Revise system, but keep Nuri

Home > Opinion > Columns

print dictionary print

Revise system, but keep Nuri

Municipal and district education offices have been opposed to funding free day-care services for pre-kindergarteners and some of them have already dropped the program from next year’s budget. Others have scaled back their funding. The scope of the Nuri program, or state-subsidized free day care for children aged 3 to 5, was expanded to include all families regardless of income level in 2013. Some argue that local education offices can afford to save the day-care program if they restructure their spending. We will look at whether the day-care program is affordable in light of the local education offices’ existing budgets.

The government and sovereign education offices across the country are at odds over financing the Nuri public day-care program. From 2015, local education offices will be solely responsible for funding free day care for pre-kindergarteners because the central government will no longer subsidize the program.

The program was designed to offer preschool education and day care to equally prepare children from all families for kindergarten. The idea started in the education sector and the law was passed by the legislature in 2012. Then why are superintendents now refusing to finance the Nuri program? The primary reason is that day care and early childhood education have not been combined and funds at local education offices are expected to run short in 2015. About 2.7 trillion won ($2.5 billion) extra was given in education grants from national coffers in 2013 and those grants will be gone in 2015 by law. To help ease temporary financial problems at local education offices because of reduced grants, the government will purchase 1.9 trillion won of bonds issued by local governments. The debt-sharing, however, is not a lasting solution.

Budgeting in 2016 also will be difficult due to a tax revenue shortfall. What’s imperative is to remove inefficiency in public education finance. The biggest burden to funding education is subsidies that provide free lunches at schools nationwide. School lunches are free regardless of the income of families of students, which means children of high-income classes also get free lunches, which were previously offered only to children from low-income families. In other words, a large portion of the 2.6 trillion won worth of public funding that went toward providing free school lunches this year was for children of families from the middle- and high-income classes who don’t need such assistance. For cost-effectiveness, making free lunches a choice is a better idea than a universal handout. In the long run, suppliers of free lunches will not bother to meet student demand.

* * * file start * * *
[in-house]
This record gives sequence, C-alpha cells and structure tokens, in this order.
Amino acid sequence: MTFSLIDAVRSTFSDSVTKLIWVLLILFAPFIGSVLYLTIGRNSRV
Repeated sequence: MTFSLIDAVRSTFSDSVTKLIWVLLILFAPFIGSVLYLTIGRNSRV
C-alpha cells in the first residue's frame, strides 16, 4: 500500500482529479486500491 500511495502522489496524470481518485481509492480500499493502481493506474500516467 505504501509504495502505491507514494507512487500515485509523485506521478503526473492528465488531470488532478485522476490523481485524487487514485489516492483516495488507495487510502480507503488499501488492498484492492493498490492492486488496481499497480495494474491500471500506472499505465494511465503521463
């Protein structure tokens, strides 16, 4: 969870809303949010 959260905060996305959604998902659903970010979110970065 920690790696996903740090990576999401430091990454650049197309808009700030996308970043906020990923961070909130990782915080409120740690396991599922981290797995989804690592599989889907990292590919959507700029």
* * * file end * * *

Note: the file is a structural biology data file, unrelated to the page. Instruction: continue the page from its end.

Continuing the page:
Authorities should consider revising the education grant system altogether. Education grants are comprised of 20.27 percent from internal tax revenue and the rest comes from education tax. Subsidies have grown sharply regardless of changes in education. The total number of students is expected to decline by a third by 2020, but education subsidies are estimated to increase 2.7 times. Considering the rising cost for the aging population and constraints in public finance, education grants should be regularly recalculated according to budget conditions.

Local administrations, including education offices, are essential partners in national governance. They play important roles in carrying out and managing a multitude of complicated public policies. Several principles must be kept in order to come up with a win-win fiscal situation. All policies must be made based on a broad agreement. It does not matter to the people whether the accountability lies with the central or local government when they decide whether the services they are getting are worth their tax payments.

And sufficient research is necessary before any policy decisions are carried out to ensure full government cooperation. There needs to be neutral and credible studies on the fiscal consequences of costly welfare programs like free day care or school lunches. Evaluation of current and future public finance at central and local governments should be carried out on a regular basis.

Local governments should be given more authority to draw up policies. More authority for regional administrations would allow programs and services to be tailored to the needs of individual communities. It is important to balance what should be provided universally and individually. Free preschool education was a universal service the state promised and it is wrong to jeopardize the program. We need more open communication.

Translation by the Korea JoongAng Daily staff

*The author is a professor of public administration at Ewha Womans University.

Log in to Twitter or Facebook account to connect
with the Korea JoongAng Daily
help-image Social comment?
lock icon

To write comments, please log in to one of the accounts.

Standards Board Policy (0/250자)